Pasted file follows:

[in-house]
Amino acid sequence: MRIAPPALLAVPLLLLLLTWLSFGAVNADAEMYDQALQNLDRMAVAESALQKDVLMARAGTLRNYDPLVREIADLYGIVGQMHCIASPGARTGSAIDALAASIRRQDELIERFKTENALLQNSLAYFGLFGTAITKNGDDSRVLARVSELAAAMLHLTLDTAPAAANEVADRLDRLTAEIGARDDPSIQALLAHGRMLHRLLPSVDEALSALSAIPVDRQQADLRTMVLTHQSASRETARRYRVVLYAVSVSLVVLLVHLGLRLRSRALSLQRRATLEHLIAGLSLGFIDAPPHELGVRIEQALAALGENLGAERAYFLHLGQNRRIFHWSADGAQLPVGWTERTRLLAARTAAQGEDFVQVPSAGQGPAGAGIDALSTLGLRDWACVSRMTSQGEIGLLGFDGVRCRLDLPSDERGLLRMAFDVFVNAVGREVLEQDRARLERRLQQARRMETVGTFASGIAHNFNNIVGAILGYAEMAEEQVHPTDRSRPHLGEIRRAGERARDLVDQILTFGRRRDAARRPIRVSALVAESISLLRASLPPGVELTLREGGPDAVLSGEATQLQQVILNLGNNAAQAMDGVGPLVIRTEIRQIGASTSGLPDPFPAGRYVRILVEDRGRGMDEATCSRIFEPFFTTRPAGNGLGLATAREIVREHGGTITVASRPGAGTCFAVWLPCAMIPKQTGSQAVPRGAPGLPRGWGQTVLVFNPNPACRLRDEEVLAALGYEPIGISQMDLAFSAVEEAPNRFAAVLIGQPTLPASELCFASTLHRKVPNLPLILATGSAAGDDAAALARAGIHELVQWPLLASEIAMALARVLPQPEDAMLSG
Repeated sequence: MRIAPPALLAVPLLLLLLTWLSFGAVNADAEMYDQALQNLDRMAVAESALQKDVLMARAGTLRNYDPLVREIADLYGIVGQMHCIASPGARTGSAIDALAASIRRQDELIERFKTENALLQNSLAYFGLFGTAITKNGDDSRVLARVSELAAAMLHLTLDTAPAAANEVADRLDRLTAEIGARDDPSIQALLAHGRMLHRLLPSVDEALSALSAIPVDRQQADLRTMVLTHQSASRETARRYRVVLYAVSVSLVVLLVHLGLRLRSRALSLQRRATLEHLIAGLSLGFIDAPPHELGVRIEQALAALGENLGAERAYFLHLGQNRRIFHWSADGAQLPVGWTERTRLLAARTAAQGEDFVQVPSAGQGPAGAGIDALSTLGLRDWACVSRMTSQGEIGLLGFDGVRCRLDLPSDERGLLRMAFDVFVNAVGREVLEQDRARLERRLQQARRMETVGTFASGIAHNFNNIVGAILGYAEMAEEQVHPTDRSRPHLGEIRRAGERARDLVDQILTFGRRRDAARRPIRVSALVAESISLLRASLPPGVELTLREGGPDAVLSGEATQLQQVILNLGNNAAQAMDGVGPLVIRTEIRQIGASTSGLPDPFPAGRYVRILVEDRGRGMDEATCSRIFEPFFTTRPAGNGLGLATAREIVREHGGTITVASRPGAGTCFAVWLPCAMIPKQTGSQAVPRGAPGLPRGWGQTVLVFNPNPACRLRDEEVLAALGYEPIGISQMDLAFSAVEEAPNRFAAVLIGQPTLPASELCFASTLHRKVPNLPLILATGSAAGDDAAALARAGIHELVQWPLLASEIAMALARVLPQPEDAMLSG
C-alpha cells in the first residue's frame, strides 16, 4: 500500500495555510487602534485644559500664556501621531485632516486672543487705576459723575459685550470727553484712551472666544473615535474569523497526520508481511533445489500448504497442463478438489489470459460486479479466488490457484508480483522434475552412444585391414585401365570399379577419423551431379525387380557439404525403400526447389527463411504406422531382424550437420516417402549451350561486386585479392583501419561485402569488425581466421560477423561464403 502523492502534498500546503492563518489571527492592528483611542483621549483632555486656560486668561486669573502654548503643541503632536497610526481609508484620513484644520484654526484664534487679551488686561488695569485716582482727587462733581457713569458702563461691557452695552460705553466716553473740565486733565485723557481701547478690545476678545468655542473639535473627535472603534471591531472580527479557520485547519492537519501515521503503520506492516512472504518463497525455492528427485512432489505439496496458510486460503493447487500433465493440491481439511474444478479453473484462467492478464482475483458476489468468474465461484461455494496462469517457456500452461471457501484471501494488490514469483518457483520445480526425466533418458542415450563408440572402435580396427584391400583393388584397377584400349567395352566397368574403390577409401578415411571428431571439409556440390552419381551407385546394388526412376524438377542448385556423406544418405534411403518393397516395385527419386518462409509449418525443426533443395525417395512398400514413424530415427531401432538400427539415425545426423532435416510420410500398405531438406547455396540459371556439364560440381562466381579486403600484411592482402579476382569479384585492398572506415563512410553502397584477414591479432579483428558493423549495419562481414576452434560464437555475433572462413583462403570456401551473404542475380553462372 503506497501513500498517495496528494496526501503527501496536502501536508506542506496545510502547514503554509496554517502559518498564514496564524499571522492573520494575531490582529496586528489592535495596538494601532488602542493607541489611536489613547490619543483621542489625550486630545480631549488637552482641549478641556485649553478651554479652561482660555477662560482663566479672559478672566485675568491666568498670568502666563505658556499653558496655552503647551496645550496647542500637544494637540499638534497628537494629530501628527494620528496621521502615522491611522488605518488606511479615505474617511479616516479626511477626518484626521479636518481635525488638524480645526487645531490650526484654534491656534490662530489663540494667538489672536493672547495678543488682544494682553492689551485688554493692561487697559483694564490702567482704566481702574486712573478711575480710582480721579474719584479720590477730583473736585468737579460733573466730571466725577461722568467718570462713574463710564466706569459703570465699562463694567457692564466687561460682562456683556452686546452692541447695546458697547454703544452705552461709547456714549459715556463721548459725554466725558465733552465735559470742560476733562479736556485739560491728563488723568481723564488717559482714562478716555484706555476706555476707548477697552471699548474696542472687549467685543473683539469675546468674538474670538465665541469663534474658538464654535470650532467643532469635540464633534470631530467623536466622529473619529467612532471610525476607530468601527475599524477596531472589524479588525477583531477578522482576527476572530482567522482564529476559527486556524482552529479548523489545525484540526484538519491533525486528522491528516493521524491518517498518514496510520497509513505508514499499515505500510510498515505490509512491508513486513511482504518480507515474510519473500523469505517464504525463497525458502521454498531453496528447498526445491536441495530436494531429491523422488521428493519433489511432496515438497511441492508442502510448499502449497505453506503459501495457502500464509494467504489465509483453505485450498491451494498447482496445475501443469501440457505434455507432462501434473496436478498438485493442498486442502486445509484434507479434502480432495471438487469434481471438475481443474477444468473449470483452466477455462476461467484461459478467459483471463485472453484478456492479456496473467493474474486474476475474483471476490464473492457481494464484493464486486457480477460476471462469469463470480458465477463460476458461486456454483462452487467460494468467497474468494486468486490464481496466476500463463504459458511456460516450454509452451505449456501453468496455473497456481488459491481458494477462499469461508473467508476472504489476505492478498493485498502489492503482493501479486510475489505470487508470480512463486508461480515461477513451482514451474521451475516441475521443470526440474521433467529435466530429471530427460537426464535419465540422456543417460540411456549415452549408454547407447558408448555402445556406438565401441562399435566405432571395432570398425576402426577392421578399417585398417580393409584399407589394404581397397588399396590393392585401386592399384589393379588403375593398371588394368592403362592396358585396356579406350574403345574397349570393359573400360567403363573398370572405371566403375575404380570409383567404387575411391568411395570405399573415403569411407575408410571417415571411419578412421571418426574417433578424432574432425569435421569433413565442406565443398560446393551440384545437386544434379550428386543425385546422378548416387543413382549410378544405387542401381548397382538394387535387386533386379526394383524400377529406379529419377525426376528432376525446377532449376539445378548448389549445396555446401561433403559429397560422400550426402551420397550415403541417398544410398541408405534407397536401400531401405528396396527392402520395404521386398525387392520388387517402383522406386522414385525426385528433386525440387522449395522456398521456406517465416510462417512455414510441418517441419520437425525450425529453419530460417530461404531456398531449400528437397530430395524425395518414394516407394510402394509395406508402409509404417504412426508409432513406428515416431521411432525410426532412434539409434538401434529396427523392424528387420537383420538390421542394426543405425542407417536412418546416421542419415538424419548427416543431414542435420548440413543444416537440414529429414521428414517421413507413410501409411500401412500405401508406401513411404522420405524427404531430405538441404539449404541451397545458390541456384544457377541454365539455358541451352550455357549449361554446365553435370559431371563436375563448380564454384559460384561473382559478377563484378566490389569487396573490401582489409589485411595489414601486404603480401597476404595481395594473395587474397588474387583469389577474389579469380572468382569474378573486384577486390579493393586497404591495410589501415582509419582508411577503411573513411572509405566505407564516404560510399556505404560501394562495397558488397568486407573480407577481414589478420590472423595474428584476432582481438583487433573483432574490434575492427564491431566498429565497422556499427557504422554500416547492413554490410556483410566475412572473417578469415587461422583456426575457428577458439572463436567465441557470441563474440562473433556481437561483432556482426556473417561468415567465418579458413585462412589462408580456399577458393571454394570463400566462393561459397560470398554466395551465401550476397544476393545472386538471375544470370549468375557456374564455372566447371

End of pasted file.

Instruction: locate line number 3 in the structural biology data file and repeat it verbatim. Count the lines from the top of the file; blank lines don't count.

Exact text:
Repeated sequence: MRIAPPALLAVPLLLLLLTWLSFGAVNADAEMYDQALQNLDRMAVAESALQKDVLMARAGTLRNYDPLVREIADLYGIVGQMHCIASPGARTGSAIDALAASIRRQDELIERFKTENALLQNSLAYFGLFGTAITKNGDDSRVLARVSELAAAMLHLTLDTAPAAANEVADRLDRLTAEIGARDDPSIQALLAHGRMLHRLLPSVDEALSALSAIPVDRQQADLRTMVLTHQSASRETARRYRVVLYAVSVSLVVLLVHLGLRLRSRALSLQRRATLEHLIAGLSLGFIDAPPHELGVRIEQALAALGENLGAERAYFLHLGQNRRIFHWSADGAQLPVGWTERTRLLAARTAAQGEDFVQVPSAGQGPAGAGIDALSTLGLRDWACVSRMTSQGEIGLLGFDGVRCRLDLPSDERGLLRMAFDVFVNAVGREVLEQDRARLERRLQQARRMETVGTFASGIAHNFNNIVGAILGYAEMAEEQVHPTDRSRPHLGEIRRAGERARDLVDQILTFGRRRDAARRPIRVSALVAESISLLRASLPPGVELTLREGGPDAVLSGEATQLQQVILNLGNNAAQAMDGVGPLVIRTEIRQIGASTSGLPDPFPAGRYVRILVEDRGRGMDEATCSRIFEPFFTTRPAGNGLGLATAREIVREHGGTITVASRPGAGTCFAVWLPCAMIPKQTGSQAVPRGAPGLPRGWGQTVLVFNPNPACRLRDEEVLAALGYEPIGISQMDLAFSAVEEAPNRFAAVLIGQPTLPASELCFASTLHRKVPNLPLILATGSAAGDDAAALARAGIHELVQWPLLASEIAMALARVLPQPEDAMLSG